Federal Members of the Canadian Parliament have begun a mandated review of the Copyright Act, which is expected to carry on throughout 2018. One issue MPs are examining is the application of “fair dealing” exemption to classroom uses of copyright-protected materials.
In 2012, the Canadian government changed the Copyright Act to include “education” as a stated purpose in the fair dealing exemption. Doing so permits teachers and students to use copyright-protected materials for educational purposes, without having to obtain copyright permission or pay copyright royalties.
The Copyright Consortium of the Council of Ministers of Education, Canada (CMEC), has recently released the Education Ministers' Policy Statement on Fair Dealing. As Zach Churchill, Minister of Education and Early Childhood Development for Nova Scotia and Chair of the CMEC Copyright Consortium explained, "It's important that copyright law balances the necessary protection of artists and writers works with the ability of teachers and students to use short excerpts from copyright-protected materials in their school work."
Fair dealing does not allow teachers to make unlimited use of any copyright-protected work without permission or payment. Rather, the fair dealing exemption only permits the use of “short excerpts” for educational purposes.
However, the Writers’ Union of Canada says poorly defined changes to the Copyright Act prompted many Canadian schools “to adopt radically expanded copying practices, abandoning the established licensing structure that saw writers and publishers compensated for the use of their work.”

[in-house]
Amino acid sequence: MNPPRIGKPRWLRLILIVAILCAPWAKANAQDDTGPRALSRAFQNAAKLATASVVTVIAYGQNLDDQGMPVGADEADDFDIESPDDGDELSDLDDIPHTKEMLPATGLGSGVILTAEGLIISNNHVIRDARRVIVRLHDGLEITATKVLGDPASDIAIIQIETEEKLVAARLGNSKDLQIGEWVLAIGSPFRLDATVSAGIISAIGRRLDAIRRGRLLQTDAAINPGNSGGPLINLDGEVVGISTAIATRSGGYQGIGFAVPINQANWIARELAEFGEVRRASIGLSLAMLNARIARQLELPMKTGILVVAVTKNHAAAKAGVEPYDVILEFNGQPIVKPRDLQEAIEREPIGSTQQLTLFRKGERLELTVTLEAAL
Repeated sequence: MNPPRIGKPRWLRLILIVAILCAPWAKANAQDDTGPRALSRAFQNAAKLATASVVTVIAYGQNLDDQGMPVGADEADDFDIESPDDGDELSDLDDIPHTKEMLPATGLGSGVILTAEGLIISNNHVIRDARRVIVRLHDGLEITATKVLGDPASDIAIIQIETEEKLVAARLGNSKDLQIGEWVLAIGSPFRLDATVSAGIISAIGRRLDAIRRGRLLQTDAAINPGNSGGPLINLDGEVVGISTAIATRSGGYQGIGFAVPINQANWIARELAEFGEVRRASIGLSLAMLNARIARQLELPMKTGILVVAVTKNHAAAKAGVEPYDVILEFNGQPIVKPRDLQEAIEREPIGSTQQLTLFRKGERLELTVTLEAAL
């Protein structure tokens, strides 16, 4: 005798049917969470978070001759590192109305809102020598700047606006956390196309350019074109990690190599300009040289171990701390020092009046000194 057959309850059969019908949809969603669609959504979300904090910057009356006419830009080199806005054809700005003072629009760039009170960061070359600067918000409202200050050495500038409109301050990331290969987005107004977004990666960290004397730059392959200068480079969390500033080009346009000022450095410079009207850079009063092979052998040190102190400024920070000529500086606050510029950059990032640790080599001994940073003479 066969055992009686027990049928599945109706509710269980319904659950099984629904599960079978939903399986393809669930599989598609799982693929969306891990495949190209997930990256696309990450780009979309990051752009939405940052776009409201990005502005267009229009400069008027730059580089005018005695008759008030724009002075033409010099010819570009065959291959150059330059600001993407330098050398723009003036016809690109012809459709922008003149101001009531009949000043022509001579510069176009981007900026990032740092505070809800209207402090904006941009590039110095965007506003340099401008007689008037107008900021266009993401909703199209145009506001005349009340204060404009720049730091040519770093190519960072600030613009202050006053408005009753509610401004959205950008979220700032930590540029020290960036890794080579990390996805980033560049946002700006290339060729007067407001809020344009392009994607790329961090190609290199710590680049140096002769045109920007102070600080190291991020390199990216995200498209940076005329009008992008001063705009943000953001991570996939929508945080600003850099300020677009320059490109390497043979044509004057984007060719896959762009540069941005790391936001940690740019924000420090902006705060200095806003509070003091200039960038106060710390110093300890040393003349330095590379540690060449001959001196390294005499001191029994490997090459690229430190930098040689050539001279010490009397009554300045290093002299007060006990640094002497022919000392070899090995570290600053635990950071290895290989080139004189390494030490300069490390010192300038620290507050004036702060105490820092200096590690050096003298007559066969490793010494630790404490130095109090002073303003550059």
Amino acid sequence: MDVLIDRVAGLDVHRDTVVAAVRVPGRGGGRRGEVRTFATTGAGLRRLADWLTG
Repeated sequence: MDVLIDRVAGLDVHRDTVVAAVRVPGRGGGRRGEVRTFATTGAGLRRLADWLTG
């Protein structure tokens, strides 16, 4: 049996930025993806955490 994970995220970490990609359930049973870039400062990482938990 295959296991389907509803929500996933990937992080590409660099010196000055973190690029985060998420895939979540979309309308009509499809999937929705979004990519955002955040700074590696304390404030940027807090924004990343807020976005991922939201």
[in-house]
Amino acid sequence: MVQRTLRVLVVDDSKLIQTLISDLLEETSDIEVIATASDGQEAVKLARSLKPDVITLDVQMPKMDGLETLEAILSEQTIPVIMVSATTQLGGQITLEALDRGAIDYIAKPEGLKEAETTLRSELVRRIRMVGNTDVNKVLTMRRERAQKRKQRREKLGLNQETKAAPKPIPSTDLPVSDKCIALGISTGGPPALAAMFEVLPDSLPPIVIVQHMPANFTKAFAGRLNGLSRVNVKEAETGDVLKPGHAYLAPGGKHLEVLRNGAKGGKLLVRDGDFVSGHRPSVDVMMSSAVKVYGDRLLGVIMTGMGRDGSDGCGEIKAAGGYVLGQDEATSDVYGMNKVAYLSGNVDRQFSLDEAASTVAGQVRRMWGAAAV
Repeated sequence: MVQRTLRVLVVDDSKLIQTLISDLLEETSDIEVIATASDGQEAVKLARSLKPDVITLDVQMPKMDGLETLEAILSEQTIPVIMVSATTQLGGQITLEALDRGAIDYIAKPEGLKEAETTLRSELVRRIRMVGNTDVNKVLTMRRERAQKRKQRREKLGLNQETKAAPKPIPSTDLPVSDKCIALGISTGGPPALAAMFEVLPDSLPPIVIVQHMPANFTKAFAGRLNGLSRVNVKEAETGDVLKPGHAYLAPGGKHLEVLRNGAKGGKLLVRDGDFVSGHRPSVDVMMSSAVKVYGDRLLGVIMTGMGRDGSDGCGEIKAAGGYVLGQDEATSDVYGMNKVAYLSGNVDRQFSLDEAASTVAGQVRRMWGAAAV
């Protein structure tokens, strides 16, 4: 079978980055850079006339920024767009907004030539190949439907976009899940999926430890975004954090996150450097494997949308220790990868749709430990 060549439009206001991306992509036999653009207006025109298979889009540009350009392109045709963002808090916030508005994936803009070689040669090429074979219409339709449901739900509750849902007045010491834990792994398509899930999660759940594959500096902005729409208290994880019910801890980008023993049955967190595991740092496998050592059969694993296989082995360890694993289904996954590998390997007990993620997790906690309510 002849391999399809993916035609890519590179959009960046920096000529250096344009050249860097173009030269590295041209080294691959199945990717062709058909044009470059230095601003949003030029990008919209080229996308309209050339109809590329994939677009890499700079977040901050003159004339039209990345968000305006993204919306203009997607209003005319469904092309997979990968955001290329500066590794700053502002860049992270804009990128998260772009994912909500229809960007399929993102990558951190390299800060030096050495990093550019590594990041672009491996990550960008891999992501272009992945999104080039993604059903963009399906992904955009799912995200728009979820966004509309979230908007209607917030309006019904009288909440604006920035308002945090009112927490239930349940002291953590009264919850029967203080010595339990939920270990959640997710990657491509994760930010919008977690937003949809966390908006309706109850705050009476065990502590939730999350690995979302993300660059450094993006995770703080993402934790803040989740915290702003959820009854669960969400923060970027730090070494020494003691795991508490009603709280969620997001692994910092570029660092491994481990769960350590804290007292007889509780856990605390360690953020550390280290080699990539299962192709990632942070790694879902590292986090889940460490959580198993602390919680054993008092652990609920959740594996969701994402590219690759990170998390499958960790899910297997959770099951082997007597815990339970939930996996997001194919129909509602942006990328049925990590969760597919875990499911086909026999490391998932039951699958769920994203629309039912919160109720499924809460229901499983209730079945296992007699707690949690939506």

The CMEC statement concludes by asserting that the current Copyright Act works to support Canadian students, without harming the publishing industry.
Fair dealing for educational purposes is also a hot political story in Japan. The Japanese Society for Rights of Authors, Composers and Publishers (JASRAC) is Japan’s largest copyright management agency. As reported by the Japan Times last year, JASRAC says that “when teachers play a song on the piano in front of their students without permission, they are committing a copyright violation.”
JASRAC announced that private music schools will be required to pay copyright fees, as the use of music to teach piano or other instruments infringes on the “right of performance” under Article 22 of the Japan’s Copyright Law. Kenzo Ohashi, a managing director at JASRAC, explained that music schools must pay copyright fees, because the schools cannot benefit from the exception for performances that are not for profit. JASRAC seeks to collect 2.5 per cent of all annual fees charged by the music schools.
Critics of the move include the Yamaha Music Foundation, which teaches nearly 400,000 students across more than 3,300 schools. Together with about 350 music school operators and other music businesses, they filed a lawsuit in Tokyo District Court against JASRAC, to argue that copyright fees should not be payable when using music for educational purposes.
In December 2017, the group of music-schools and instrument-makers asked the Agency for Cultural Affairs to suspend copyright fee collection until their ongoing lawsuit with JASRAC concludes. However, the collection of fees is supported by the Agency for Cultural Affairs. In a recommendation published on Monday, Ryohei Miyata of the Agency for Cultural Affairs issued a ruling in support of JASRAC collecting such fees. In response to this, JASRAC announced that collection of copyright fees will be started from the music class from April 1.
Calls to reform Australian fair dealing provisions
The Australians are also looking at Copyright law reform and modernisation in respect of fair dealing.